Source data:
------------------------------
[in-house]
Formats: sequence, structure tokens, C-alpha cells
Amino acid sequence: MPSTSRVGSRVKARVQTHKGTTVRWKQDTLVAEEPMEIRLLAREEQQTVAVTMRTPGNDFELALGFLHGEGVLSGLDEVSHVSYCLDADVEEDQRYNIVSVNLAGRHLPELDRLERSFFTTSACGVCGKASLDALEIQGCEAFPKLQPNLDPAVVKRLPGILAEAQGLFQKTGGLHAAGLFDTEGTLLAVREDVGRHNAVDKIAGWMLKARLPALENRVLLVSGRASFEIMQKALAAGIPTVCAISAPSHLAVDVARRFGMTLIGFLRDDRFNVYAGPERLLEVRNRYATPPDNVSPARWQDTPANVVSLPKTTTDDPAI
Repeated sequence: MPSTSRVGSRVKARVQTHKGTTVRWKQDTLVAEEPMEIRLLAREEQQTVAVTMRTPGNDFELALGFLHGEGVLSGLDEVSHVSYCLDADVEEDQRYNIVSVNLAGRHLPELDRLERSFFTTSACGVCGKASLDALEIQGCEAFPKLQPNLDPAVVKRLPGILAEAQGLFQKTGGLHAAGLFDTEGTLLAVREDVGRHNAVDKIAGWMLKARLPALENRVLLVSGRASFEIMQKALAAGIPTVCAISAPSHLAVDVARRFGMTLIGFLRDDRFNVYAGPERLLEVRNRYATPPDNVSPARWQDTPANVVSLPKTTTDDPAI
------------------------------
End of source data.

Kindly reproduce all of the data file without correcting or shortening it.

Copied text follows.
[in-house]
Formats: sequence, structure tokens, C-alpha cells
Amino acid sequence: MPSTSRVGSRVKARVQTHKGTTVRWKQDTLVAEEPMEIRLLAREEQQTVAVTMRTPGNDFELALGFLHGEGVLSGLDEVSHVSYCLDADVEEDQRYNIVSVNLAGRHLPELDRLERSFFTTSACGVCGKASLDALEIQGCEAFPKLQPNLDPAVVKRLPGILAEAQGLFQKTGGLHAAGLFDTEGTLLAVREDVGRHNAVDKIAGWMLKARLPALENRVLLVSGRASFEIMQKALAAGIPTVCAISAPSHLAVDVARRFGMTLIGFLRDDRFNVYAGPERLLEVRNRYATPPDNVSPARWQDTPANVVSLPKTTTDDPAI
Repeated sequence: MPSTSRVGSRVKARVQTHKGTTVRWKQDTLVAEEPMEIRLLAREEQQTVAVTMRTPGNDFELALGFLHGEGVLSGLDEVSHVSYCLDADVEEDQRYNIVSVNLAGRHLPELDRLERSFFTTSACGVCGKASLDALEIQGCEAFPKLQPNLDPAVVKRLPGILAEAQGLFQKTGGLHAAGLFDTEGTLLAVREDVGRHNAVDKIAGWMLKARLPALENRVLLVSGRASFEIMQKALAAGIPTVCAISAPSHLAVDVARRFGMTLIGFLRDDRFNVYAGPERLLEVRNRYATPPDNVSPARWQDTPANVVSLPKTTTDDPAI